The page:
"San Diego's stadium effort hinge on this vote."
He was buttressed in his opinion by Christopher Melvin of the firm Nixon Peabody, lead negotiator for the Public in the stadium process.
"The one (strategy) that the NFL seemed highly focused on was an accelerated process that would allow us to be in the position to have a special election - if we came to agreement with the Chargers - in mid-January. (The NFL) encouraged us to move the ball forward."
Furthermore, in a direct rebuttal to Fabiani's skepticism. City Attorney Jan Goldsmith joined Darren Smith of Mighty 1090 and explained why he felt the city wasn't taking a major risk by proceeding forward with an expedited EIR. Aside from the fact the EIR will only cover a stadium-for-stadium swap, Goldsmith said this:
"The question that Mark (Fabiani) keeps raising, which is a logical question, is if you shorten the timeframe to do it - here we're talking about completing the EIR process by mid-October, when it normally takes 12 to 18 months. If we're shortening it that much, won't we jeopardize the quality? And that's where the engineers and the biologists and the folks who do all the testing and (compile) the data, and then write the report - that's where their opinions count more than lawyer's opinions, because they're the ones who have to ensure that's it's thorough."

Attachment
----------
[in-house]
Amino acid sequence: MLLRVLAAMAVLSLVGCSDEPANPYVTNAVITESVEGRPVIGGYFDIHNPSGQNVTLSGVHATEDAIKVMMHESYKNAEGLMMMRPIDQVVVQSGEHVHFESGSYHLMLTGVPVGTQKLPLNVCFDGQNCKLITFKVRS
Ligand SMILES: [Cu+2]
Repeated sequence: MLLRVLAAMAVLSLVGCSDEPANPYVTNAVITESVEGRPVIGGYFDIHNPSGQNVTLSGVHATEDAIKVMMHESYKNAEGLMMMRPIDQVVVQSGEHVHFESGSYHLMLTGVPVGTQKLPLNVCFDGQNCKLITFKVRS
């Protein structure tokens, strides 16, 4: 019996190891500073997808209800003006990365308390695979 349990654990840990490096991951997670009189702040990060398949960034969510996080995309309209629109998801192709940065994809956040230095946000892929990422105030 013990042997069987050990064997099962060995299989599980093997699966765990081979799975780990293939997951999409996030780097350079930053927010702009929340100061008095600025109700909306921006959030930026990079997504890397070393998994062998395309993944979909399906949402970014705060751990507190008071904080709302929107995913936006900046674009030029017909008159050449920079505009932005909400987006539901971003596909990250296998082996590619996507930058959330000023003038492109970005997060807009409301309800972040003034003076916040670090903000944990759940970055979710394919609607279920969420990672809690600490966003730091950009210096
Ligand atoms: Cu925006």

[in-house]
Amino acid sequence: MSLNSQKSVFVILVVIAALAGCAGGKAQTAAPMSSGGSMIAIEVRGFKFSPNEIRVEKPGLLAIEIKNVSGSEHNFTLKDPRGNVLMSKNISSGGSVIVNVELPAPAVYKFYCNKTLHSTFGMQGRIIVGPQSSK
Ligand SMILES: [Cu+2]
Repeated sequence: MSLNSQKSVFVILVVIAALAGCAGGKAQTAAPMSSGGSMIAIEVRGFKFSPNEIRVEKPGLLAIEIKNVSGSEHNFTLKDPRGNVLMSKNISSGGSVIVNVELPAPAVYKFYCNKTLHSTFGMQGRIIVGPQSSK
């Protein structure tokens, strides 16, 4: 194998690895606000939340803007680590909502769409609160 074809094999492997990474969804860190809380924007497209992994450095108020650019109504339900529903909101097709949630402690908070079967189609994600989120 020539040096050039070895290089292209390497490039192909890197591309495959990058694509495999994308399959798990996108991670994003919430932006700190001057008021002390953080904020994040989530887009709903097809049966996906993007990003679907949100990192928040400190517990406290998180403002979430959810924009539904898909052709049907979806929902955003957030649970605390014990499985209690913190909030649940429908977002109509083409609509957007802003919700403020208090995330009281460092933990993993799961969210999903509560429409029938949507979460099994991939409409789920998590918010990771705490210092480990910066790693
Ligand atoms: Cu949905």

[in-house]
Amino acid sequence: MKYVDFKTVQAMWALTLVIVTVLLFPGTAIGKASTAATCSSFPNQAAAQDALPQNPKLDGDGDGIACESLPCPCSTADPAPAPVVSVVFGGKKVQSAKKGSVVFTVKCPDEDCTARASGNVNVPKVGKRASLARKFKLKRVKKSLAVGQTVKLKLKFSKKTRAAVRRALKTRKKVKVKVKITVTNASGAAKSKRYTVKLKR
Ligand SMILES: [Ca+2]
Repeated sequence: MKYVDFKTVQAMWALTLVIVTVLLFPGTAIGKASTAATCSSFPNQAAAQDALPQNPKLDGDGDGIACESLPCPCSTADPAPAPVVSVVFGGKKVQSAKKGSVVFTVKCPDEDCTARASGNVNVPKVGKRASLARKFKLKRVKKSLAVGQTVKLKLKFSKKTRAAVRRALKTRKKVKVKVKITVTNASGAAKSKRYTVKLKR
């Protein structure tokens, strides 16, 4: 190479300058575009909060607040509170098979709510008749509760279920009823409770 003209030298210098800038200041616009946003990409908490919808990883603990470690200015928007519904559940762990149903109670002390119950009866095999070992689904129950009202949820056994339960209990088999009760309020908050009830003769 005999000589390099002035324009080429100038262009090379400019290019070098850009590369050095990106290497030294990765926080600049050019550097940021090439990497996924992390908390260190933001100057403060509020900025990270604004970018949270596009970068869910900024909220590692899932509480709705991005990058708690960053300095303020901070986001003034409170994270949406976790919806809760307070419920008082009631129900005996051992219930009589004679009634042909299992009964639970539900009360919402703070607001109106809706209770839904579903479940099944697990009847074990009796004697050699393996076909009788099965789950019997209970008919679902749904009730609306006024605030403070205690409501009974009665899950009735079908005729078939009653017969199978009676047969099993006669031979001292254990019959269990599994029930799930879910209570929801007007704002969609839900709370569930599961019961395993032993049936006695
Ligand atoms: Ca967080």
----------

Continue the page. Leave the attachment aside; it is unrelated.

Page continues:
As I've said before, shortening a 12-18 month process by a factor of 4 to 6 is a Herculean task. It's not to say it can't be done. But if it were possible, I'd imagine it would have been done by now.
So, What The Hell Is Going On?
All of this back-and-forth begs a very important question:
Why would the NFL encourage San Diego to pursue a risky path to a stadium deal, when the team which stands to benefit is categorically opposed to the path precisely because it's so risky?
I honestly have a hard time believing San Diego literally believes this vote and the EIR which results from it are going to be the foundation by which San Diego keeps the Chargers. There's simply too much risk involved here to satisfy the NFL, much less the Chargers. especially with no (known) financing plan in place.
Therefore, I see this as a symbolic move at the moment. Maybe literally an attempt to buy time.